Baby Archer has arrived! It seems I learn how to become a better dog trainer every day, and I decided to share with you all something I’ve learned during our stay in the hospital. I should probably give everyone some details on Archer’s arrival first though! It was a very smooth delivery, and Andrea did an amazing job! She called me around lunch time on Friday and let me know that during her check up they discovered that she was already pretty well into the delivery process! I packed up our older son Ammon who was hanging out with me at the training facility and got him dropped off at a friend’s house. I arrived at Andrea’s room around 1:30pm, just in time for her first major contractions. After three hours of contractions it was time to start pushing! I noticed a significant difference in Andrea’s efforts compared to when Ammon was born. Her pushing seemed to be much more efficient, and after only 45 minutes of pushing baby Archer made his entry. He weighed 8 pounds even, and measured in at 19.75 inches. We’re loving every second with him.


Everything with Archer was very new to us even though he was our second child. When Ammon was born he decided that he wanted to arrive quite early (born just before the 31 week mark). We discovered this time around that there are certain benefits to an abnormal birth such as Ammon’s (although we hope not to have to go through that again). The major difference about Ammon’s birth was how much more informed we felt about the whole process. Due to the fact that Archer was just business as usual (for all of these nurses and staff), we felt like we weren’t really being instructed on what we should be doing, or what the next step was. Nurses would quickly poke their heads in to check the monitors, change an IV drip, or add something new to the room, but we still felt very much in the dark about what was going on. To us this was all very foreign, exciting, scary, and a host of other emotions! To the hospital staff we were just the folks in room 6 on Friday afternoon. Now please don’t get me wrong. I don’t believe we were mistreated in anyway. I just feel that the staff may be guilty of something that I also find myself being guilty of from time to time, and that is when something becomes very routine to us, we forget how overwhelming it can be to someone else.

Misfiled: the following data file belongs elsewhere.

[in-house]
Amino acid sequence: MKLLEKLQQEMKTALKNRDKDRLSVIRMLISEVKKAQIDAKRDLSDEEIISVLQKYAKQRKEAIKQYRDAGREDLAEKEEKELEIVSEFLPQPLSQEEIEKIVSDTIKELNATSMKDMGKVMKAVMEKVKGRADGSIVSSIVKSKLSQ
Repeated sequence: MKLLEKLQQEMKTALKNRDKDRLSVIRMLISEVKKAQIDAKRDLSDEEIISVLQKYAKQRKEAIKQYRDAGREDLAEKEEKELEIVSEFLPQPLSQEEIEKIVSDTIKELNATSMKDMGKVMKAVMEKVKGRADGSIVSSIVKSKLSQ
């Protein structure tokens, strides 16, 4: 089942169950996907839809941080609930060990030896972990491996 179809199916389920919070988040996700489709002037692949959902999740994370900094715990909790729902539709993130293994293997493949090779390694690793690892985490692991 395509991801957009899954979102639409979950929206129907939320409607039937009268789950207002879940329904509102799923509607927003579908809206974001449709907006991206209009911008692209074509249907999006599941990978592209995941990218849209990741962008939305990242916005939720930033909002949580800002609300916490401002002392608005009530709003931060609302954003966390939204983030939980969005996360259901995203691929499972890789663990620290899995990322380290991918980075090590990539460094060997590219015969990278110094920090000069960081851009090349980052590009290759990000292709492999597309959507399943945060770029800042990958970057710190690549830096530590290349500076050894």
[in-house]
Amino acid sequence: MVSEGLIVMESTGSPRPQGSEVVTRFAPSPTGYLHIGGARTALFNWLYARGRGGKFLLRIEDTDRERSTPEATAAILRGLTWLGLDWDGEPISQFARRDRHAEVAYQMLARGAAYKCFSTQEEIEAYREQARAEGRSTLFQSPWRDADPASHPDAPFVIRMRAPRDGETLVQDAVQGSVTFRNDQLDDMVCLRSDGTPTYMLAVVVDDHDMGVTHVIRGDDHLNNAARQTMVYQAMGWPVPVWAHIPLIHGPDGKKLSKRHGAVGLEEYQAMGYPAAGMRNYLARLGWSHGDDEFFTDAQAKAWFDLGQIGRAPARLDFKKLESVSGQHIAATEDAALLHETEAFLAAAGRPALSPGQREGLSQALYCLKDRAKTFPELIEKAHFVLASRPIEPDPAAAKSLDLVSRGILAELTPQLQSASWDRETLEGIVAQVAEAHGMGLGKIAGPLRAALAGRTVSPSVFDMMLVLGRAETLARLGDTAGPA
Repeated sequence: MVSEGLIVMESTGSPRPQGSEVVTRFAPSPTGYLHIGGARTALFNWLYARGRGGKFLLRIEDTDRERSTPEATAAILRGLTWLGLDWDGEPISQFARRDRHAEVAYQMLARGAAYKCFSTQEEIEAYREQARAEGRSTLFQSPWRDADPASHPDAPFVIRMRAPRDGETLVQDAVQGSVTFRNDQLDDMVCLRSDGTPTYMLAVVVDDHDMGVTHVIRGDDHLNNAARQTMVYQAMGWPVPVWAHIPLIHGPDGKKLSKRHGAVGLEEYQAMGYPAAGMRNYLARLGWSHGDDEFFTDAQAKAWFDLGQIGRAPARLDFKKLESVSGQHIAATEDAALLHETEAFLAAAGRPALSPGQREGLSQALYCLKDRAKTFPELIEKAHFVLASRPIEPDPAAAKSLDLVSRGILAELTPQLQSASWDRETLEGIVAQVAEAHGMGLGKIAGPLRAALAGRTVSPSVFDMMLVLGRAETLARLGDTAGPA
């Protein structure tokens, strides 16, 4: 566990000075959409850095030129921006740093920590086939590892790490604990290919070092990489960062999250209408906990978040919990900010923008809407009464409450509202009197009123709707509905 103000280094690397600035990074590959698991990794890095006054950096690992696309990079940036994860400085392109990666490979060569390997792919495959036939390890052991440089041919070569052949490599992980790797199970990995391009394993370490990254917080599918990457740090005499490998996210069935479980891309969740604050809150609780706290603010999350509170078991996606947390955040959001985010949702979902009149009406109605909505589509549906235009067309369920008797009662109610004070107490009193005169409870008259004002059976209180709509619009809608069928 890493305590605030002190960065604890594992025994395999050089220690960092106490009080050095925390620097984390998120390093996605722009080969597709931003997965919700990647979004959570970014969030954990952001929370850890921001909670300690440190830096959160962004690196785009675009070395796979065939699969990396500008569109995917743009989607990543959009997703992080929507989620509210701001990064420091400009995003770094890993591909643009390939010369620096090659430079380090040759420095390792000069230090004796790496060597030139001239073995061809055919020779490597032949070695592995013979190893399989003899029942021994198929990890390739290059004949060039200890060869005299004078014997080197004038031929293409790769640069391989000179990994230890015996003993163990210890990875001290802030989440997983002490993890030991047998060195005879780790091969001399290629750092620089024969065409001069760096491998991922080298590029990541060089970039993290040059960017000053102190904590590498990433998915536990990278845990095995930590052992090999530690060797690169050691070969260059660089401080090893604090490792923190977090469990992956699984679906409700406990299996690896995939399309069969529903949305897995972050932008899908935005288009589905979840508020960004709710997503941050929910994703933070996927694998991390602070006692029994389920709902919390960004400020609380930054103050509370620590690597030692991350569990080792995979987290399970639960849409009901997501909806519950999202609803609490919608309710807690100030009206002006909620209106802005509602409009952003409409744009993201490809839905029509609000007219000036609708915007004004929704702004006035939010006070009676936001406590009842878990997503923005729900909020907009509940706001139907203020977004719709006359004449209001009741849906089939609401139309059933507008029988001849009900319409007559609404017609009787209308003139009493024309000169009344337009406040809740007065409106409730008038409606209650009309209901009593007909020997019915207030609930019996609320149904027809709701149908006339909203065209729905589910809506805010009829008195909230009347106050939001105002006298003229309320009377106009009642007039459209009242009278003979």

People come into my office everyday to explain the struggles they are having with their dog. 95% of the time the problems sound very routine to me, and often times I know some simple solutions for how to fix or manage their problems. But to these people the problems are not simple. They are FAR from it. Why else would they be paying a professional to help them with the problem? It’s the same reason we’re paying a team of medical professionals to help us deliver and provide initial care for this child. We feel that it would be far too difficult to try and take on such an overwhelming task by ourselves, and the same is true for those that are embarrassed by their dog’s behavior.

So what does all of this translate to for you our client’s? Well, I recognize a need in myself to be more empathetic. To listen more intently, explain more carefully, and teach more simply. I want to make a commitment to each of you that I will do better at not using “dog training” terms when explaining the process of what we are doing, and I’ll do my best to break down all that we’re doing, what our goals are, and what we need to do to achieve those goals. I hope that by doing this I can help each of you avoid the feelings that we’ve recently gone through of being left in the dark, and not understanding what to do next. Well, the nurse just arrived in the room, and hopefully we’ll be leaving the hospital in the next couple hours so time to wrap up. Thanks for reading! (And sorry for any typos and what not, haven’t been on much of a normal sleep schedule!)